Chasing After the Heart of God

Jennie Allen is a Bible teacher who is passionate about inspiring a new generation of women to encounter the invisible God. Raised in a Christian home, Jennie heard about God her entire life but not until high school did she see her need for Him. Since that time she has been teaching groups of girls and young women about her God.

Jennie’s DVD-based Bible studies are uniquely relational, interactive and dig deep quickly. Her first study, Stuck: The Places We Get Stuck and the God Who Sets Us Free was released at the end of 2011  Her latest Bible study is entitled Chase: Chasing After the Heart of God (Thomas Nelson), and it focuses on the life and psalms of David.

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The Line

One question I often get asked is: where is the line for being a Christian or not? 

You’d be surprised at how often I get asked that question.

Some people focus on a specific point and time for a decision to follow Christ. I certainly think that any decision of that magnitude should be the watershed in your history….and a hard to forget. But for some, they don’t really remember that “point”. For some it’s more gradual.

One seminary professor put it this way: “Everyone has to cross the Mississippi River to be a follower. You’re either on one side or the other. But the Mississippi River is narrower at some points than at other points. Some step over. Others ride a boat.”

I agree.

But the real problem today is that few actually knows what constitutes the “Mississippi River” of faith. Few know where the line lies. So here’s a simple way to remember:

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Who's Waiting for Your Kids?

Who’s waiting for your kids?  In a few short years, they will leave the safety of your home and church and head off to college.  Who will they meet?  What ideas will they encounter?  What moral choices will they face? 

For most adults, it’s been quite a few years since they’ve set foot on a college campus.  Let us bring you up-to-speed on who and what is waiting for your kids: 

  • Oakland University psychology professor Todd Shackelford, offers class PSY-315 entitled, “Evolutionary Psychology,” where he provides an evolutionary explanation for how religious individuals come to “hold and to have beliefs for which there is no evidence.”
  • Yale, Brown, Harvard, and other U.S. universities sponsor an annual on-campus “Sex Week,” where porn stars and sex workers lead various activities and workshops.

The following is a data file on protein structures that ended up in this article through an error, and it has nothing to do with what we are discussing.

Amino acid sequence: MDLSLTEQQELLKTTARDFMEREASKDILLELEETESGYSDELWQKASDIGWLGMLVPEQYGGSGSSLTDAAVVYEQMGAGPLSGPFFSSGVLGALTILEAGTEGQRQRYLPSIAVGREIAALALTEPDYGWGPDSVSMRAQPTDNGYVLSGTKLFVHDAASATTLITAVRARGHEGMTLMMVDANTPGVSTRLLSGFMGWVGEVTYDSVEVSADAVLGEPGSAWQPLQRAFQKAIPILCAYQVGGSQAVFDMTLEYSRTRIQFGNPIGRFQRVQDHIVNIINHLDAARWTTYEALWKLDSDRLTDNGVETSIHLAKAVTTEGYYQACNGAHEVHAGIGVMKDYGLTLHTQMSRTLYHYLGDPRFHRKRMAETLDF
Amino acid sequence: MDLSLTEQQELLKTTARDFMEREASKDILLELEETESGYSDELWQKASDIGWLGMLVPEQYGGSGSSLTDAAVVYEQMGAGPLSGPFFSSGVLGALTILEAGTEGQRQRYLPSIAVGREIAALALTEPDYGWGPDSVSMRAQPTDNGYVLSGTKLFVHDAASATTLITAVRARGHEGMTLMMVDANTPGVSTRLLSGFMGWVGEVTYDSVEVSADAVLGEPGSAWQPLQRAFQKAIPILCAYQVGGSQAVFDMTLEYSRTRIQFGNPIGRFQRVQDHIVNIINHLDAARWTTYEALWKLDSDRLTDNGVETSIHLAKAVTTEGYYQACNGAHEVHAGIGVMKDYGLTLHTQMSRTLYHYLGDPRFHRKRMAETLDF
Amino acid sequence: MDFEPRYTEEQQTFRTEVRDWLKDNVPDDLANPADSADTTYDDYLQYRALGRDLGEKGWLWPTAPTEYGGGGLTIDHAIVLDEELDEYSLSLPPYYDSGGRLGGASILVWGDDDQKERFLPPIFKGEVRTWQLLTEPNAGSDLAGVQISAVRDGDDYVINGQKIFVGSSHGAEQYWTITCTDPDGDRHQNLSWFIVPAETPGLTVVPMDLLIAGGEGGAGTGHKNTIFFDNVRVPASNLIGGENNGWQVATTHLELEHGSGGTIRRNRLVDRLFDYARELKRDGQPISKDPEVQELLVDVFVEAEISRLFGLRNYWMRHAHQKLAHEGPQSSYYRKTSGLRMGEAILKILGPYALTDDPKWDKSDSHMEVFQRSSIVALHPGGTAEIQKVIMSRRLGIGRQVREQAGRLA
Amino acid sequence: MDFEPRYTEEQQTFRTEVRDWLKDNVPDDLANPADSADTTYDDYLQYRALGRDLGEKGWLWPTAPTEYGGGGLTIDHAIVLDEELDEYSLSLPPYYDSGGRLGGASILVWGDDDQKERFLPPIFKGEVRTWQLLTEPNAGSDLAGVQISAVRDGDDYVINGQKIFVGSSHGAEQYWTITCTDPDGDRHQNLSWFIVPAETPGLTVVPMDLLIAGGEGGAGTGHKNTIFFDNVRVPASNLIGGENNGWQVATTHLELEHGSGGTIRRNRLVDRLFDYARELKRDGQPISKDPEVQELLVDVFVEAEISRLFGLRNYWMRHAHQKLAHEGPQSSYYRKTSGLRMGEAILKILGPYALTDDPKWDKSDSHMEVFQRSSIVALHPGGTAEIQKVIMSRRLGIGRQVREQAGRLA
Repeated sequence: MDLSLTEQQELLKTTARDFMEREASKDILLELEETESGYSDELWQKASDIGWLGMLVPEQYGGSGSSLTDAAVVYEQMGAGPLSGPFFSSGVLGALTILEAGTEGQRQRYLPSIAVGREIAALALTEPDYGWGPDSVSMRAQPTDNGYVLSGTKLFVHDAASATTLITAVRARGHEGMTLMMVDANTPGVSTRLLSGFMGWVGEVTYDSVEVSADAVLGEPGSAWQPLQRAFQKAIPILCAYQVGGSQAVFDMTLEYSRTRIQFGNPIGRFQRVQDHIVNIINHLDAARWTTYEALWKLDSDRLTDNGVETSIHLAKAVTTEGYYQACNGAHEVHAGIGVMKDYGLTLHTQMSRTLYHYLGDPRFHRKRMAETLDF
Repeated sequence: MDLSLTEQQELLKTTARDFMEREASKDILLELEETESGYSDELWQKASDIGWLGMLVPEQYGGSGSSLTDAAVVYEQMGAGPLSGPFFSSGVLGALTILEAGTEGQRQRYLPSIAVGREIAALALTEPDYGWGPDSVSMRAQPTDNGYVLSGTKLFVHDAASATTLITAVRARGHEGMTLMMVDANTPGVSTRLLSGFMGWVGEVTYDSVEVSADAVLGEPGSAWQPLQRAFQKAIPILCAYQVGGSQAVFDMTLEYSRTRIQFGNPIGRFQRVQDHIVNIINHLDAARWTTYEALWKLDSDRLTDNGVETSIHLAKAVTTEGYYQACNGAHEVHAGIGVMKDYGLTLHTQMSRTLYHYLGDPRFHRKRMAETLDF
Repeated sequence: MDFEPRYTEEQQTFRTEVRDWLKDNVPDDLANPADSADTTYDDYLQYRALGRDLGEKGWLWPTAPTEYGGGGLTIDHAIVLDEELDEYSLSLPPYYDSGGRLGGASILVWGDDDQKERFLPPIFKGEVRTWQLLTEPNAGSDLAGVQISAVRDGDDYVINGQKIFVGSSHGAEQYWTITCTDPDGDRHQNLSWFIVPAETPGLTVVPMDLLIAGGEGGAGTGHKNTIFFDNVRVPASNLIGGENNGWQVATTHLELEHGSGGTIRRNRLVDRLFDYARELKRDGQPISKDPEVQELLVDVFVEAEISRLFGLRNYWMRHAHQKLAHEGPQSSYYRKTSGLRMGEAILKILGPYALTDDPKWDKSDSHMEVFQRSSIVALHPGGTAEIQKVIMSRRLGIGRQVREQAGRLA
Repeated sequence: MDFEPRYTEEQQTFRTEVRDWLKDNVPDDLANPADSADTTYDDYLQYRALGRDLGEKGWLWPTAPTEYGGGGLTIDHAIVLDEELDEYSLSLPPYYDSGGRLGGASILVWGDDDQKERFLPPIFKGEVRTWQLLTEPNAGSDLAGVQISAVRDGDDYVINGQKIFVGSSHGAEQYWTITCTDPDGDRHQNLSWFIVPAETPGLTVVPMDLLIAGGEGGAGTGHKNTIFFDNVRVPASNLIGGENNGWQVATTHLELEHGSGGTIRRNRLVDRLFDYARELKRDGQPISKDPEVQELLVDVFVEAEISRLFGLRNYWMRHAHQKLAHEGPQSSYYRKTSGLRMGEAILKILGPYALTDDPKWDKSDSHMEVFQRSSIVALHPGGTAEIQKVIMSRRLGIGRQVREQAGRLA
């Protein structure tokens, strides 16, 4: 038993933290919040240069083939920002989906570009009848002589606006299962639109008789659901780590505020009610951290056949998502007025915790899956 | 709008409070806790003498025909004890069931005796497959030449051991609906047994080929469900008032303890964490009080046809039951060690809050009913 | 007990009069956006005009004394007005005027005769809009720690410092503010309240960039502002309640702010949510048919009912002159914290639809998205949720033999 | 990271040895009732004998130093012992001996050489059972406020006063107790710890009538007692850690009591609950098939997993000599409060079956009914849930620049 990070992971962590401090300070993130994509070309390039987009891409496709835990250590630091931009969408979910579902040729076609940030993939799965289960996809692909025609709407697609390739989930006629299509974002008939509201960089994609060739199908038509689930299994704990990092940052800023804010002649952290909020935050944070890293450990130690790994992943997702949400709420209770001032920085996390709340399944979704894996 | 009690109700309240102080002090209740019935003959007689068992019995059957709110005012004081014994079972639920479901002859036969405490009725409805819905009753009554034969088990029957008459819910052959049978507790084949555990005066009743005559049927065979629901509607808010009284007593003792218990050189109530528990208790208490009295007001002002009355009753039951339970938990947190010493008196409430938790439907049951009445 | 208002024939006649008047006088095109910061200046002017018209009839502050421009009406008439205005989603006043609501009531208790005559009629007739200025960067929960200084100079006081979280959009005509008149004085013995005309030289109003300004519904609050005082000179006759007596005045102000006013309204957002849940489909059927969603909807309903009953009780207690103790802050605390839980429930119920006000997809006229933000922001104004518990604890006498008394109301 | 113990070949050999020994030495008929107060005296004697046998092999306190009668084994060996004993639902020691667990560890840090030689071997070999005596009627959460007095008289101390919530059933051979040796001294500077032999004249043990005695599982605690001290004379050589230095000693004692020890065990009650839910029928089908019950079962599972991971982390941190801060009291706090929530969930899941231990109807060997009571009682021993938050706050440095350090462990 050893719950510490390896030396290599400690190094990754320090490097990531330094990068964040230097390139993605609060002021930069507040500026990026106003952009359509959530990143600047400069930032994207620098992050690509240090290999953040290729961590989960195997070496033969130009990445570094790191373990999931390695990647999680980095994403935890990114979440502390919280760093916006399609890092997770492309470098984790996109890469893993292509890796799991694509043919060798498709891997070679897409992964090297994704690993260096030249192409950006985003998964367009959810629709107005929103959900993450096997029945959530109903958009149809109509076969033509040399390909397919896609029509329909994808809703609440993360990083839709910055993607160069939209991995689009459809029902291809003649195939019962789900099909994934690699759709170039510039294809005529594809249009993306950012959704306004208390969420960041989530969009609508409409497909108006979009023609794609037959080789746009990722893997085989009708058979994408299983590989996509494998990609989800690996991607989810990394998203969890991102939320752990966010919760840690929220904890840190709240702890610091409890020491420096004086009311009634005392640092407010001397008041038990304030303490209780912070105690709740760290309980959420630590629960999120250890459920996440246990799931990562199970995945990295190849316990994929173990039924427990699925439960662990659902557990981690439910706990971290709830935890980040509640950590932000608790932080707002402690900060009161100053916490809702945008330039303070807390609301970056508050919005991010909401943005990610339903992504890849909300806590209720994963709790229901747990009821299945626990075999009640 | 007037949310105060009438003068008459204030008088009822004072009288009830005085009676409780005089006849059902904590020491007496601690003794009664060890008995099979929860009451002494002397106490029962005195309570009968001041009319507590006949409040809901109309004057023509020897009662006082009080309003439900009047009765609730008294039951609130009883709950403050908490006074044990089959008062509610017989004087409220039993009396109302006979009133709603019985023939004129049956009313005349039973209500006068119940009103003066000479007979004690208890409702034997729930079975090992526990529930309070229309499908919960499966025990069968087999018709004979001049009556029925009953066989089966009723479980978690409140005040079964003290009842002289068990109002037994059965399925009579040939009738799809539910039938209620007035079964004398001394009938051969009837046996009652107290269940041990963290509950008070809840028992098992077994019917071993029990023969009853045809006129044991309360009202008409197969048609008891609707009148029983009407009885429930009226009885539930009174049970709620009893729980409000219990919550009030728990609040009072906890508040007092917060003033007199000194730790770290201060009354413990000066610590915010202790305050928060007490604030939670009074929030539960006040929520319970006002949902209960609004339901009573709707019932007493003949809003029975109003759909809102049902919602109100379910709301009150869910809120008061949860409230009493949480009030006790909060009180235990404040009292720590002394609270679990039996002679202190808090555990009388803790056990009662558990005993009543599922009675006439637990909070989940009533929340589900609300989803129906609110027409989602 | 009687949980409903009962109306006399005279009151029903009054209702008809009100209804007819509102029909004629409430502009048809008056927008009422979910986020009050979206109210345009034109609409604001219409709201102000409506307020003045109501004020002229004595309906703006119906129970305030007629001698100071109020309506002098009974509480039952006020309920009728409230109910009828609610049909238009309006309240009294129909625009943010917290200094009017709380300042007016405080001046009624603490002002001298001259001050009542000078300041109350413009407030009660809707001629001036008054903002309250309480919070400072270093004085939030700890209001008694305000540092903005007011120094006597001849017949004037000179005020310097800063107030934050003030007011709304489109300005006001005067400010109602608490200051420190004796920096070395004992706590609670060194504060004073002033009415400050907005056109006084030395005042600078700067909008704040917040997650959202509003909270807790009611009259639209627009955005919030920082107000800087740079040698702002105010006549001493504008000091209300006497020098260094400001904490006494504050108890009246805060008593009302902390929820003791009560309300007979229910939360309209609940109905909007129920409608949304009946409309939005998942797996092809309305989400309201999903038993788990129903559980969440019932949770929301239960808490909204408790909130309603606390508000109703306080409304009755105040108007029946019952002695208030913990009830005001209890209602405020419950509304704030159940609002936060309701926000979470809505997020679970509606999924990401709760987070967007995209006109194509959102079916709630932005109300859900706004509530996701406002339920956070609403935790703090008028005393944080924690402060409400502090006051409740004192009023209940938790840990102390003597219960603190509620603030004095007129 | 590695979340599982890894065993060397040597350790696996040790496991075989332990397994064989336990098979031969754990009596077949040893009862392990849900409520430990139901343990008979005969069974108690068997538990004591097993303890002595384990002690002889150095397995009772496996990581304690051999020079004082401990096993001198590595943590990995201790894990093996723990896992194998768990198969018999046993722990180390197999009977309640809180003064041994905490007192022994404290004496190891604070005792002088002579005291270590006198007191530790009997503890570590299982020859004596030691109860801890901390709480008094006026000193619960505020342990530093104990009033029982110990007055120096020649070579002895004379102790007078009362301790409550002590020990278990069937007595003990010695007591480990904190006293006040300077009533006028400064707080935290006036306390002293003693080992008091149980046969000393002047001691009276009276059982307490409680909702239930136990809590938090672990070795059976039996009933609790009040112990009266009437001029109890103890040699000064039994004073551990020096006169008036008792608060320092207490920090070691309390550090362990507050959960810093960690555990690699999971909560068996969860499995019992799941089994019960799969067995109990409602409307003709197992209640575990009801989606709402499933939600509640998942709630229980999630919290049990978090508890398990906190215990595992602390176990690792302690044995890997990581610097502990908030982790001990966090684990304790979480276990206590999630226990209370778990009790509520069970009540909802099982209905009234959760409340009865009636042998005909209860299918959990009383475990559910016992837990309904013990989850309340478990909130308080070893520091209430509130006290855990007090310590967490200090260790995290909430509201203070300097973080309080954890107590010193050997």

• Zeta Psi frat boys at Yale University hold up signs reading, “We Love Yale Sluts,” while surrounding the Yale Women’s Center on campus.
  • In February 2011, Northwestern University professor J. Michael Bailey brings two sex workers onto campus for a “live demonstration” after class.
  • According to a 2006 study by sociologists Neil Gross of Harvard University and Solon Simmons of George Mason University, there is a much higher percentage of professing atheists and agnostics (26%) among the ranks of college professors than the general U.S. population.  In addition, 51% of professors described the Bible as “an ancient book of fables, legends, history and moral precepts,” while only 6% of college professors said the Bible is “the actual word of God.”
  • According to the Institute for Jewish and Community research, a survey of 1,200 college faculty, more than half have “unfavorable” feelings toward Evangelical Christians.
  • Almost half of full-time college students in the U.S. binge drink or abuse drugs at least once-a-month.
  • In 2006, the Secular Student Alliance, had 50 student-led atheist clubs on U.S. college campuses, but by 2012, there were more than 300 clubs nationwide.
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Blacks & Atheism

Within African American culture, it is widely know that Christianity is the main religion, culturally speaking, for African Americans. Yet, how do other religious practices such as atheism, Gnosticism, and even unbelievers get dealt with? How does a Black atheist navigate a culture with such strong religious mores? Check this video clip out below—from the National Black Programming Consortium and internet series on Black people Don’t:…-- as the conversation continues on issues such as these. Fascinating stuff!

 


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Why the Dead Sea Scrolls Matter

The Dead Sea Scrolls are among the most significant artifacts of the Ancient Near East. In this special article that first appeared online at the Baptist Press, Benjamin Hawkins shows how the Dead Sea Scrolls speak to the reliability of the Bible. The Dead Sea Scrolls are currently being exhibited at Southwestern Baptist Theological Seminary, where Hawkins is a PhD. student. The Scrolls are also on display in New York City in a magnificent display presented by The Franklin Institute.